Claim to the Country
The Archive of Wilhelm Bleek and Lucy Lloyd

By Pippa Skotnes

2009 CHOICE Outstanding Academic Title  • A Library Journal “Editor’s Pick”

“At $65, this remarkable book and accompanying DVD is a treasure well worth its surprisingly modest price. Highly recommended.”


“It is quite possible, while turning page after wonderful page of this amazing book, to begin, almost trancelike, to feel as if one is actually holding in one's hands the original notebooks, illustrations, drawings, photos, essays, letters and other materials that make up the Lucy Lloyd and Wilhelm Bleek |Xam and !Kun (Cape San, or Bushmen) archive.”

International Journal of African Historical Studies

“To say that this book of text and images has a highly tactile quality would be a gross understatement. Better would be that it is a visual hymn to tactility itself…Its gorgeously reproduced paper fragments…testify not only to the disappearance of the /Xam San people of South Africa and their cognitive universe, but to nearly 150 pre-digital years of attempts to honour and communicate that universe by scholarly ‘faithful workers’.”

Azania: Archaeological Research in Africa

“A remarkable achievement.... This book is truly a major scholarly contribution.... The overall graphic design and presentation of this volume is a work of art in itself.... The essays by the contributors are uniformly outstanding....”

Journal of Archival Organization

In the 1870s, facing cultural extinction and the death of their language, several San men and women told their stories to two pioneering colonial scholars in Cape Town, Wilhelm Bleek and Lucy Lloyd. The narratives of these San—or Bushmen—were of the land, the rain, the history of the first people, and the origin of the moon and stars. These narratives were faithfully recorded and translated by Bleek and Lloyd, creating an archive of more than 13,000 pages including drawings, notebooks, maps, and photographs. Now residing in three main institutions—the University of Cape Town, the South African Museum, and the National Library of South Africa—this archive has recently been entered into UNESCO’s Memory of the World Register.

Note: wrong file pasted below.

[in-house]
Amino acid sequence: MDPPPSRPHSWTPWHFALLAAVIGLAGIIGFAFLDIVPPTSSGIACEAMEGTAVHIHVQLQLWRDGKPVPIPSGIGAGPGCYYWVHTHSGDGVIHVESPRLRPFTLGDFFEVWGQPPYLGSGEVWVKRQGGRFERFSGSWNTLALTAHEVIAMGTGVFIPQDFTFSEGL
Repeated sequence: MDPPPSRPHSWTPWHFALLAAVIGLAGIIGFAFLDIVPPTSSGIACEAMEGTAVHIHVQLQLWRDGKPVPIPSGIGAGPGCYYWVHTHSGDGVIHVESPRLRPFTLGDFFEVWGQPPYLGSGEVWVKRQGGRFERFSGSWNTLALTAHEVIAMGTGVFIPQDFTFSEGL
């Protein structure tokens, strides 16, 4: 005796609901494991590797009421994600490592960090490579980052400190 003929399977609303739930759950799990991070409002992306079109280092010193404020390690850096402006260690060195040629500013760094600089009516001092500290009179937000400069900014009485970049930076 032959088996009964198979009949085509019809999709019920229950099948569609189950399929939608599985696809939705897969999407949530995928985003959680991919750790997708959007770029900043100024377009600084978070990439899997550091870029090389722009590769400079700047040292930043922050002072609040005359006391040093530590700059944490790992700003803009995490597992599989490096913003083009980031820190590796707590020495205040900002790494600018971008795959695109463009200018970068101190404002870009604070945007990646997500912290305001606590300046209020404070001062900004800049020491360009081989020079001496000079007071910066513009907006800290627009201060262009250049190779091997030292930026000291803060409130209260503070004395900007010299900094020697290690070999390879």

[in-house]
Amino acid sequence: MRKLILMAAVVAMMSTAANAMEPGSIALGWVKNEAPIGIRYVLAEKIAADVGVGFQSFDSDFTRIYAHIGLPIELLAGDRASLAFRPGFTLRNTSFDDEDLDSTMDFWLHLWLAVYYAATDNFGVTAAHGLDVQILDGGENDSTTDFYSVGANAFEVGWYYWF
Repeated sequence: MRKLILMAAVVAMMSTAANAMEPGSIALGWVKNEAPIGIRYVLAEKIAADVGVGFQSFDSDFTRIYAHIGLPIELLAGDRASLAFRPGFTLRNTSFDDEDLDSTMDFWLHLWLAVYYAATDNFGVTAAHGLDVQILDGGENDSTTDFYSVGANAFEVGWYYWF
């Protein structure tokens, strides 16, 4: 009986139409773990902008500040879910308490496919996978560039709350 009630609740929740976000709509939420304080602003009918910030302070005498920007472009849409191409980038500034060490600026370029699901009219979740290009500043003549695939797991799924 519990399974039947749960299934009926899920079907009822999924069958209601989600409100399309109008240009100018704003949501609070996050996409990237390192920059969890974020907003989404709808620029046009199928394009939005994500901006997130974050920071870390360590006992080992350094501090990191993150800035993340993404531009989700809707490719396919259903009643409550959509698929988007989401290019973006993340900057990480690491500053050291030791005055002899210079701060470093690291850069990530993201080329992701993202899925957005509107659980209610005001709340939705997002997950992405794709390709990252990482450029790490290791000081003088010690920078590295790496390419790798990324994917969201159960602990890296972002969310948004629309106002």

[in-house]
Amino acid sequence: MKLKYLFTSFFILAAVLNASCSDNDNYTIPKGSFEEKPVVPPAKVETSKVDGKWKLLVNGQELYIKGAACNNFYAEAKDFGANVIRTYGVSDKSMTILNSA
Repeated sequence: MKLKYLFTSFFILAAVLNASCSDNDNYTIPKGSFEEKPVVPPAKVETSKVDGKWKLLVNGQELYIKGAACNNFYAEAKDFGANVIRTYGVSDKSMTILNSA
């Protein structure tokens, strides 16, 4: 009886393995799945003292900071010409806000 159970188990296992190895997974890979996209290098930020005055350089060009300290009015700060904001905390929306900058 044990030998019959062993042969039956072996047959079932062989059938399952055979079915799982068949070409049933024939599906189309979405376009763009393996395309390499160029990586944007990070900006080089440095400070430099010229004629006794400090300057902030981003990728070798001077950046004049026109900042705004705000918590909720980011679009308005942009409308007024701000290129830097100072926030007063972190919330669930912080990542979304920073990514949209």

Lavishly illustrated, Claim to the Country: The Archive of Lucy Lloyd and Wilhelm Bleek, created, compiled, and introduced by Pippa Skotnes, presents in book form and on an accompanying DVD all the notebook pages and drawings that comprise this remarkable archive. Contextualizing essays by well-known scholars, such as Nigel Penn, Eustacia Riley, and Anthony Traill, and a searchable index for all the narratives and contributors are included.

Through this remarkable collection, we can better understand what it means that the people who lived in southern Africa long before any new arrivals settled the country no longer survive through their language or culture of intellectual traditions, but only as text on a page. The Bleek-Lloyd archive is the San's surviving claim to the country.

Pippa Skotnes is professor of fine art and director of the Lucy Lloyd Archive, Resource and Exhibition Centre (LLAREC). She has published essays on the rock art of the San and is the author and editor of several books, including Sound from the Thinking Strings, Miscast: Negotiating the Presence of the Bushmen, and Heaven's Things.

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Related Subjects

Anthropology · Southern Africa · South Africa · 19th century · Victorian Era · Khoisan · Monograph · History · African Studies · African History · Art · Africa